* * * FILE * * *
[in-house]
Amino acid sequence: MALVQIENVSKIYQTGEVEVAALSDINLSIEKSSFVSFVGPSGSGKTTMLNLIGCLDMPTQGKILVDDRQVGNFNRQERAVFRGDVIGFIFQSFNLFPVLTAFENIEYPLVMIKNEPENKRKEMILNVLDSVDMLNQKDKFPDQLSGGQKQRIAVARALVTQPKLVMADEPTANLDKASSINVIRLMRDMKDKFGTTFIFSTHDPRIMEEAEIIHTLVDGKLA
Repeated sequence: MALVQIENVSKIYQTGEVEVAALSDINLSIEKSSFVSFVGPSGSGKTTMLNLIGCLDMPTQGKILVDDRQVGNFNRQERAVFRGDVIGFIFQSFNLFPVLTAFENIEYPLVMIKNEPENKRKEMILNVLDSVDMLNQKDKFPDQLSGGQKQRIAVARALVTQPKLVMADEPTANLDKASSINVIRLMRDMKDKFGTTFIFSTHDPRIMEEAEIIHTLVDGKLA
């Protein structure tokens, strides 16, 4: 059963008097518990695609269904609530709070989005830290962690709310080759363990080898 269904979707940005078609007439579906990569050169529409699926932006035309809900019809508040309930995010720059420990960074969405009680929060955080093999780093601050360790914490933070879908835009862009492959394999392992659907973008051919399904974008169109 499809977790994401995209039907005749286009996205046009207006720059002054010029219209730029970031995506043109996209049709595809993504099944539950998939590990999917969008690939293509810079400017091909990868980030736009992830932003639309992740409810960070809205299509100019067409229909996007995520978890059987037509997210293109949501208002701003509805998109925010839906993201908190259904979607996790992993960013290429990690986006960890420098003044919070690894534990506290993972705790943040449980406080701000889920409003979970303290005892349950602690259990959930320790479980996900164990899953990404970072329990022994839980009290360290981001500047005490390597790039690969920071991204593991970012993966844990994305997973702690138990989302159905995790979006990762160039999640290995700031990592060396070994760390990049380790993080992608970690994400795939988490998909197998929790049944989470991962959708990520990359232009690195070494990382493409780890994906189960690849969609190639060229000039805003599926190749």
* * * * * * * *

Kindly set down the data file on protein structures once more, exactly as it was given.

[in-house]
Amino acid sequence: MALVQIENVSKIYQTGEVEVAALSDINLSIEKSSFVSFVGPSGSGKTTMLNLIGCLDMPTQGKILVDDRQVGNFNRQERAVFRGDVIGFIFQSFNLFPVLTAFENIEYPLVMIKNEPENKRKEMILNVLDSVDMLNQKDKFPDQLSGGQKQRIAVARALVTQPKLVMADEPTANLDKASSINVIRLMRDMKDKFGTTFIFSTHDPRIMEEAEIIHTLVDGKLA
Repeated sequence: MALVQIENVSKIYQTGEVEVAALSDINLSIEKSSFVSFVGPSGSGKTTMLNLIGCLDMPTQGKILVDDRQVGNFNRQERAVFRGDVIGFIFQSFNLFPVLTAFENIEYPLVMIKNEPENKRKEMILNVLDSVDMLNQKDKFPDQLSGGQKQRIAVARALVTQPKLVMADEPTANLDKASSINVIRLMRDMKDKFGTTFIFSTHDPRIMEEAEIIHTLVDGKLA
């Protein structure tokens, strides 16, 4: 059963008097518990695609269904609530709070989005830290962690709310080759363990080898 269904979707940005078609007439579906990569050169529409699926932006035309809900019809508040309930995010720059420990960074969405009680929060955080093999780093601050360790914490933070879908835009862009492959394999392992659907973008051919399904974008169109 499809977790994401995209039907005749286009996205046009207006720059002054010029219209730029970031995506043109996209049709595809993504099944539950998939590990999917969008690939293509810079400017091909990868980030736009992830932003639309992740409810960070809205299509100019067409229909996007995520978890059987037509997210293109949501208002701003509805998109925010839906993201908190259904979607996790992993960013290429990690986006960890420098003044919070690894534990506290993972705790943040449980406080701000889920409003979970303290005892349950602690259990959930320790479980996900164990899953990404970072329990022994839980009290360290981001500047005490390597790039690969920071991204593991970012993966844990994305997973702690138990989302159905995790979006990762160039999640290995700031990592060396070994760390990049380790993080992608970690994400795939988490998909197998929790049944989470991962959708990520990359232009690195070494990382493409780890994906189960690849969609190639060229000039805003599926190749």